New rules, regulations for waterfowlers on new Dewey Wills addition

The Louisiana Wildlife and Fisheries Commission (LWFC) has incorporated 2,440 acres of riparian river bank property owned by the LDWF as well as state-owned water bottoms and islands of Little River into the existing Dewey W. Wills WMA.

Along with that addition to the WMA comes new rules and regulations that hunters need to be aware of and follow. This property is located in LaSalle Parish within the Catahoula Basin. The expanded WMA is bounded by the Rapides and LaSalle Parish line, the northern most bank of Little River and riverbank property of the Catahoula National Wildlife Refuge.

(Map courtesy LDWF)

New boundaries are a result of a lengthy legal battle over ownership of parts of this area, which resulted in much of the Catahoula Lake being deemed private and the legal redesignation of it as a river.

Cpl. Doug Anderson, Jr. of the LDWF Region 3 office in Pineville confirmed the changes in boundaries and urged hunters to be aware of the regulations in this area for the upcoming waterfowl seasons in the WMA area.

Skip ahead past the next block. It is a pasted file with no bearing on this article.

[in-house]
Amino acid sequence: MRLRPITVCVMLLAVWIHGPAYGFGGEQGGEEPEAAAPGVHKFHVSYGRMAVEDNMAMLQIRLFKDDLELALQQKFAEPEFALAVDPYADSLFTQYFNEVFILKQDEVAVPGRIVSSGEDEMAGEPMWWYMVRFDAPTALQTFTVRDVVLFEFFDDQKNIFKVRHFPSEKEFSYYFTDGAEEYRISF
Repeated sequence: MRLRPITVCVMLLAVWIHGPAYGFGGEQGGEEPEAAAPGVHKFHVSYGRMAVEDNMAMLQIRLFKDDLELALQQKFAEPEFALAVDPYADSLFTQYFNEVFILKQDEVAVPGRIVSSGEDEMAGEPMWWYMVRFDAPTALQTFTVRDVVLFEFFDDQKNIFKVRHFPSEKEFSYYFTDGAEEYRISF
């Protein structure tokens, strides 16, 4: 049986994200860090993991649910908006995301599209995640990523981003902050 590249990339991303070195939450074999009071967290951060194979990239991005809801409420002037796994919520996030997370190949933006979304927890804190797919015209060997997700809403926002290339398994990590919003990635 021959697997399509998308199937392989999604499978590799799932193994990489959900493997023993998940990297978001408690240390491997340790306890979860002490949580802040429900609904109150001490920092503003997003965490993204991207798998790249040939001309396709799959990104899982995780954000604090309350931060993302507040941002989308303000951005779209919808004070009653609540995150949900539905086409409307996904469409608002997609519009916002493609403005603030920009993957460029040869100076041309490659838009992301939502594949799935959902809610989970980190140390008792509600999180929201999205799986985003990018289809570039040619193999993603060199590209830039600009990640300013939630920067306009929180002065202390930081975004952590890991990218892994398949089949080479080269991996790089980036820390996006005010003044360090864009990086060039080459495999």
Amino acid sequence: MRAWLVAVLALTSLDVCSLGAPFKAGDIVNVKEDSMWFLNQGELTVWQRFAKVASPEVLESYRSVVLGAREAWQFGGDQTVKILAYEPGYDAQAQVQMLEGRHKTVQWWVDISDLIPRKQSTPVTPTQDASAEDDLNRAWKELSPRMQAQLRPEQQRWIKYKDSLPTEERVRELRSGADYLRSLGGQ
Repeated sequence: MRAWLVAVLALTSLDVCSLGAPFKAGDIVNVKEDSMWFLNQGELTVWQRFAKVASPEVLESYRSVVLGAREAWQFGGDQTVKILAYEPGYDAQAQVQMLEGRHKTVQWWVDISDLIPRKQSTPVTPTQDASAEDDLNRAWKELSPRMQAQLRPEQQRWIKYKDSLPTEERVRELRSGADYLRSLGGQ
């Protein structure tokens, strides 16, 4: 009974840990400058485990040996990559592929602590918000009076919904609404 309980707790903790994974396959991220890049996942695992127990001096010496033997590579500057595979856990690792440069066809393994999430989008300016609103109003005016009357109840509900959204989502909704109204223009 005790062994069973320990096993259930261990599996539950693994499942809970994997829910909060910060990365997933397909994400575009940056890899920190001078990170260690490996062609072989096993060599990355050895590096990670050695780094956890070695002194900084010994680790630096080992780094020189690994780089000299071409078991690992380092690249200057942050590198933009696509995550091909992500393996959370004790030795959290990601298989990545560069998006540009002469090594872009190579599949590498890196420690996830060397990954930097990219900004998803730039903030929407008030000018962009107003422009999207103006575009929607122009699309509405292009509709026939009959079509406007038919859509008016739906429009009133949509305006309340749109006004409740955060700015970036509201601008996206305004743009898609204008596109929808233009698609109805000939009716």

“This is all new to hunters this year and it is important to understand what you can and can not do in the WMA, as well as where you can access the property legally,” he said. “You can find maps of the WMA on the LDWF website. The French Park Landing and the Diversion Canal Landing are two public access points. The Willow Springs year-round ATV trail is open, but for teal season, there are no marked trails open out into the lake. For big duck season, there will be four or five. They will be well marked.”

Check the regs

Anderson said if you plan to hunt the area and have questions, it’s a good idea to ask LDWF personnel or learn the regs before heading out to prevent possibly getting a citation.

“All of the WMA boundaries will be clearly marked with signage,” explained Anderson. “So there will be no question to anyone who is out there whose property they’re on.”

Visitors can not enter the area until 4 a.m. and ATVs must stay on clearly marked trails and they are not allowed into the water. Duck hunters must conclude their trips by 2 p.m. and permanent blinds and decoy spreads cannot be left on the water. Vehicles and boats using the WMA can not have modified exhausts. Hunting spots on the area are also first come, first served as well.

“You will not be able to claim a spot anymore on the WMA side,” said Anderson. “All of our wildlife management areas are open to the public. First come, first serve. You get there at 4 a.m. You launch your boat. You go get an available spot. Everybody gets an equal opportunity to get out there and enjoy the outdoors.”

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